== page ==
Knowlton drops us off, and, paddling into the current, we slowly drift downstream. A few feet away a lone snow goose gives us a look, seems to consider flying off, but then decides not to forsake his hidden haven as we float past.
The snow goose may have traveled thousands of miles from the Arctic to reach this spot. His presence, like that of the peregrine upstream, is a reminder that the lower Colorado remains alive and vital: good enough for a goose, and good enough for a gander from a canoe too.
Paddle the Colorado | Top
With mild temperatures and abundant bird populations, spring and fall are the best times to explore the lower Colorado River. Here are four options for beginners between the Hoover Dam and Yuma. Outfitters can customize itineraries.
HIGHLIGHTS: Deep canyon with hiking side trips to hot springs; rare chance to see Hoover Dam from base.
DISTANCE: 11 miles to Willow Beach.
DIFFICULTY: Easy to moderate.
DETAILS: Volume is limited to 30 craft daily; reserve well in advance, especially for weekends. Use outfitters for guided tours or to launch your craft and provide return shuttles; some offer camping trips.
NEARBY TOWN: Boulder City.
HIGHLIGHTS: Top bird-watching site; lots of side channels to explore.
DISTANCE: About 9 miles.
DIFFICULTY: Easy to moderate. No current, but snags make for tough maneuvering in spots; channels can be confusing.
DETAILS: Launch north of I-40.
NEARBY TOWN: Needles is closest; Lake Havasu City and Laughlin are within 45 minutes.
HIGHLIGHTS: Steep-walled gorge is one of the lower Colorado River’s most spectacular stretches.
DISTANCE: About 17 miles.
DIFFICULTY: Moderate to difficult due to length.
DETAILS: Trip begins just south of I-40. Fall is the better time here. This stretch can get too much powerboat traffic in March, thanks to spring break.
NEARBY TOWN: Same as for Topock Marsh.
Imperial National Wildlife Refuge
HIGHLIGHTS: Historic sites, dramatic section of desert peaks, and large bird populations.
DISTANCE: Norton’s Landing to Martinez Lake is 16 miles.
DIFFICULTY: Moderate to difficult due to length.
DETAILS: The steady current through this section is helpful, and boat traffic is not as heavy as in Topock Gorge.
NEARBY TOWN: Yuma.
River outfitters | Top
Down River Outfitters. Guided Black Canyon trips are $137 per person. Rentals are $50 for a single kayak, $42 per person for double kayak or canoe. www.downriveroutfitters.com or (800) 748-3702.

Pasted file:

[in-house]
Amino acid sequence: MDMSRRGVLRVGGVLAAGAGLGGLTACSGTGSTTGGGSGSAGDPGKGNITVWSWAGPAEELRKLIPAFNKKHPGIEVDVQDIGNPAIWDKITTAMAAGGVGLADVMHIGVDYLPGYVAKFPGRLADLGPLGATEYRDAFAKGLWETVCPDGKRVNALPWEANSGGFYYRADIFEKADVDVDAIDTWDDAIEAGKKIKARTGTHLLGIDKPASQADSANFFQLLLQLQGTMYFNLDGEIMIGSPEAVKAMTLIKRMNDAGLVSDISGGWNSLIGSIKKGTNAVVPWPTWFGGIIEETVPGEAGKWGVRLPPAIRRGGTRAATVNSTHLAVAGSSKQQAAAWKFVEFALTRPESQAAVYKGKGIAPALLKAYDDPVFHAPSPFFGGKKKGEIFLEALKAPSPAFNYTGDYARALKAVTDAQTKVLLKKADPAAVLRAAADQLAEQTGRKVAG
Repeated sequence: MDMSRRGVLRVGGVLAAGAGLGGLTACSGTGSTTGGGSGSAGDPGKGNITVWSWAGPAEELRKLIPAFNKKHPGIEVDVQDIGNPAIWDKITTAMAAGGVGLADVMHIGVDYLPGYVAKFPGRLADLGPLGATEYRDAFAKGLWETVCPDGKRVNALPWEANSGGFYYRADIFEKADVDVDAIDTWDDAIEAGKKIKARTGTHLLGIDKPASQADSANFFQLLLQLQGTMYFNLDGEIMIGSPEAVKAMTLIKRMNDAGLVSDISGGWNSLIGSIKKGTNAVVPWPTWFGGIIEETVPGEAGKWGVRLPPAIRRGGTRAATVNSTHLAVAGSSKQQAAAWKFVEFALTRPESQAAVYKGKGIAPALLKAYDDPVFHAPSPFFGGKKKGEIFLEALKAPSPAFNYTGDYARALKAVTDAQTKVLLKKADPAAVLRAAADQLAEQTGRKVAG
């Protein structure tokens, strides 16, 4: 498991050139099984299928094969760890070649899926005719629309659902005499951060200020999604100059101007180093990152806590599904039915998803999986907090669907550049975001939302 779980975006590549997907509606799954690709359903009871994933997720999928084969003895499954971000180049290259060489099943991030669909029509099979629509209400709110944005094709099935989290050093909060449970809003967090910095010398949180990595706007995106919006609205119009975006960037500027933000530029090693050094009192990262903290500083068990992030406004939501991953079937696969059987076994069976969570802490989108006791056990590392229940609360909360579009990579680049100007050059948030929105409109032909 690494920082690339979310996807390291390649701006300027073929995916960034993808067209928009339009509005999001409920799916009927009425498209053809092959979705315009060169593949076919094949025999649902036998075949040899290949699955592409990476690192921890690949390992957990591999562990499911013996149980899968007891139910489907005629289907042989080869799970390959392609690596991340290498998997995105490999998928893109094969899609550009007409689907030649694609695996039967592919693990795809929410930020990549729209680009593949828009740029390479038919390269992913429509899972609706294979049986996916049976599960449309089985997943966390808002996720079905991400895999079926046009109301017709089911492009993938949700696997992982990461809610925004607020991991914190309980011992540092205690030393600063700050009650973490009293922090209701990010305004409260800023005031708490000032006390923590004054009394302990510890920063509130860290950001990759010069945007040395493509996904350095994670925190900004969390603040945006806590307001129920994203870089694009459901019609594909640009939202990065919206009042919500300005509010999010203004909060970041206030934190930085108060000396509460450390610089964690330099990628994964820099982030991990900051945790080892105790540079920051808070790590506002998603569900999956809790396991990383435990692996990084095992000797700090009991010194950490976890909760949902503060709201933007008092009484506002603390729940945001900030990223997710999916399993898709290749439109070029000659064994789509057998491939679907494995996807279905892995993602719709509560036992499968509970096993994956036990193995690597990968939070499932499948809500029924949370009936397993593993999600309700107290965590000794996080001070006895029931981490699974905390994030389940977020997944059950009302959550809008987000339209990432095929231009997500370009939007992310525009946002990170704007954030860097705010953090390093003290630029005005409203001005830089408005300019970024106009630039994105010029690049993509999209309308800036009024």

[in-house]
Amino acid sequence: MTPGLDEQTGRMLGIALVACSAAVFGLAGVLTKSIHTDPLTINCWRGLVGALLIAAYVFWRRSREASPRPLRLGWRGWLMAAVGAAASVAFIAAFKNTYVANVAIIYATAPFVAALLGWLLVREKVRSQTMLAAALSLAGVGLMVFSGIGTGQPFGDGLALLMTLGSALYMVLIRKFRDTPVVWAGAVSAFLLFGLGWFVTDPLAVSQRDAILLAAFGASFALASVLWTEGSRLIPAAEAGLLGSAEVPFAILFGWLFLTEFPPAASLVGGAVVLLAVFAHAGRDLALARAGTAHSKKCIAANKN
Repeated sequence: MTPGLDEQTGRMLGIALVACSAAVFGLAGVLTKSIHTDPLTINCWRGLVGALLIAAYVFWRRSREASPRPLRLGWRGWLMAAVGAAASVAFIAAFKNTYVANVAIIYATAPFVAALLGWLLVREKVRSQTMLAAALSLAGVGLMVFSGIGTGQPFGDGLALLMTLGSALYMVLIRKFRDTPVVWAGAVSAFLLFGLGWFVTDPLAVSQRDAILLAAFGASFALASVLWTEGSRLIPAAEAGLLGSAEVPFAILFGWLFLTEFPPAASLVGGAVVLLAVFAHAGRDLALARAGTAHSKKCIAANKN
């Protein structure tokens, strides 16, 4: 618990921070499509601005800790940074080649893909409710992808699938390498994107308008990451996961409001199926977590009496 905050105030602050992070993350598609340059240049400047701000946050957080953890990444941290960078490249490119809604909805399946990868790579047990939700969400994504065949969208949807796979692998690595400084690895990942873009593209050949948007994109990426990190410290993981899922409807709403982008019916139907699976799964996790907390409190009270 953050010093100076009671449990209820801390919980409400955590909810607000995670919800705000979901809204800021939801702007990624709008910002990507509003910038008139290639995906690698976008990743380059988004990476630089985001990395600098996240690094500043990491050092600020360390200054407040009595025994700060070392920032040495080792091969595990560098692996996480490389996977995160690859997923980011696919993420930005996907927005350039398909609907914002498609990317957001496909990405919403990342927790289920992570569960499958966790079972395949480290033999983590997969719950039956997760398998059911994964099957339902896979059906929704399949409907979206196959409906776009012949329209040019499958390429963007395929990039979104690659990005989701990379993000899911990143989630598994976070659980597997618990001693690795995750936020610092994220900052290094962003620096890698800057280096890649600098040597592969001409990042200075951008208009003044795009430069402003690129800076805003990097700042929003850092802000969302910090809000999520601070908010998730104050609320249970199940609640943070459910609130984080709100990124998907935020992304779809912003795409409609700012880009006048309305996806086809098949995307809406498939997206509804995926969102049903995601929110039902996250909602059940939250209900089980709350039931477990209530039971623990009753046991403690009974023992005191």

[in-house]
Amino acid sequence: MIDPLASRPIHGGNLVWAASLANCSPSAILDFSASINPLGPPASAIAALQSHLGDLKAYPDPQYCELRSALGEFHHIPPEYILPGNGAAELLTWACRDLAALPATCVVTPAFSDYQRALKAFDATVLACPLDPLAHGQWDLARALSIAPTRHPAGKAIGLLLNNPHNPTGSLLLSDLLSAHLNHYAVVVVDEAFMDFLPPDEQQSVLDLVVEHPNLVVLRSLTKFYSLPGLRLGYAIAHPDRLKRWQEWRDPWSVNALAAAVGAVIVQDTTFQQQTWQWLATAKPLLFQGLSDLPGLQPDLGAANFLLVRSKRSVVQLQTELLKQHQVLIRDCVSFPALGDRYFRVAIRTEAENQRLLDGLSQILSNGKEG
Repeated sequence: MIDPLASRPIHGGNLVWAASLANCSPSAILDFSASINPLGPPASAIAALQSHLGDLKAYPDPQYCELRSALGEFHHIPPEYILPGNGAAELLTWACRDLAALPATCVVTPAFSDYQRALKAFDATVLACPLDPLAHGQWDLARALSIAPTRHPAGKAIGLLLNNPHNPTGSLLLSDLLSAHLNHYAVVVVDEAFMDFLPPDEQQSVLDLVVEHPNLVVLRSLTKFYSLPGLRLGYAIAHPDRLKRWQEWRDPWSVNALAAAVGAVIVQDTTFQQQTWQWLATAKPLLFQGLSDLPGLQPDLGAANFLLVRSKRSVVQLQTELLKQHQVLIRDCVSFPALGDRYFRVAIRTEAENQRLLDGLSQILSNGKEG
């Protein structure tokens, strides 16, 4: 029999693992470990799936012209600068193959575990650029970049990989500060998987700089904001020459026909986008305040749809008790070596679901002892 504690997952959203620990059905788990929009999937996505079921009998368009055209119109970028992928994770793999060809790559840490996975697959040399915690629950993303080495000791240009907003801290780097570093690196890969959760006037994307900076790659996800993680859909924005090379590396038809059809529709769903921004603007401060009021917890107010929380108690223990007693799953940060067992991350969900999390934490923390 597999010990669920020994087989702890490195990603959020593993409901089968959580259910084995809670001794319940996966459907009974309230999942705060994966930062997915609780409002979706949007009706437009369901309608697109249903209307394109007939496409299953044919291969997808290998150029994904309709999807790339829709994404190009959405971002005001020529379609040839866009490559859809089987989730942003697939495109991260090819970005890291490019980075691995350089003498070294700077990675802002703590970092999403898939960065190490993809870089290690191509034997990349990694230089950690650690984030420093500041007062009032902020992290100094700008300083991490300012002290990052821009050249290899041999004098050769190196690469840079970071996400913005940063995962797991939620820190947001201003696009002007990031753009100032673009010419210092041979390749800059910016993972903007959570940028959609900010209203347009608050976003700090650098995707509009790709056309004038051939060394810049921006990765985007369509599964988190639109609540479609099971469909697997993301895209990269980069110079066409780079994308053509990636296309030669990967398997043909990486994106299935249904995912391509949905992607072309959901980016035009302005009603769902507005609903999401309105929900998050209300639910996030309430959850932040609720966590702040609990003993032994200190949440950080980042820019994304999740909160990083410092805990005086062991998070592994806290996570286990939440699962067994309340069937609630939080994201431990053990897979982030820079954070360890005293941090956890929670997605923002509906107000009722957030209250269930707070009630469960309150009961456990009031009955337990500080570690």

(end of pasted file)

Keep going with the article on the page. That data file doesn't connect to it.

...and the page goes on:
Jerkwater Canoe & Kayak. Black Canyon canoe and kayak trips from $45. Topock Marsh and Topock Gorge trips from $35 per person. Guides available for a fee. www.jerkwater.com or (800) 421-7803.
Yuma River Tours. Covers Imperial National Wildlife Refuge areas. Call for prices. www.yumarivertours.com or (928) 783-4400.
Lodging and dining | Top
Boulder City, Nevada, Chamber of Commerce, (702) 293-2034.
El Rancho Boulder Motel. Renovated 1950s-vintage motel in the heart of town. 39 rooms from $60. 725 Nevada Way; (702) 293-1085.
Evan’s Old Town Grille. A local favorite for pasta, seafood, and grilled items. $$; lunch Tue–Fri, dinner Tue–Sat. 1129 Arizona St.; (702) 294-0100.
LAKE HAVASU CITY
Lake Havasu City Convention & Visitors Bureau, (800) 242-8278.
London Bridge Resort. All-suite condos on Havasu waterfront. 122 rooms from $159. 1477 Queens Bay; www.londonbridgeresort.com or (800) 624-7939.
Angelina’s Italian Kitchen. Homestyle Italian food. $$; dinner Mon–Sat. 2137 Acoma Blvd. W.; (928) 680-3868.
Laughlin Visitors Bureau, (800) 452-8445.
Golden Nugget Laughlin. 300 rooms from $29. 2300 S. Casino Dr.; www.gnlaughlin.com or (800) 950-7700.
Boiler Room Brew Pub. Microbrews and mesquite-grilled items. $$; dinner daily. In Colorado Belle Hotel, 2100 S. Casino Dr.; (702) 298-4000.
Yuma Convention & Visitors Bureau, (800) 293-0071.
Best Western Coronado Motor Hotel. Updated mission revival-style hotel is close to river. 86 rooms from $69. 233 Fourth Ave.; www.bestwestern.com or (928) 783-4453.
River City Grill. Innovative seafood in a stylish setting. $$$; lunch Mon–Fri, dinner Mon–Sat. 600 W. Third St.; (928) 782-7988.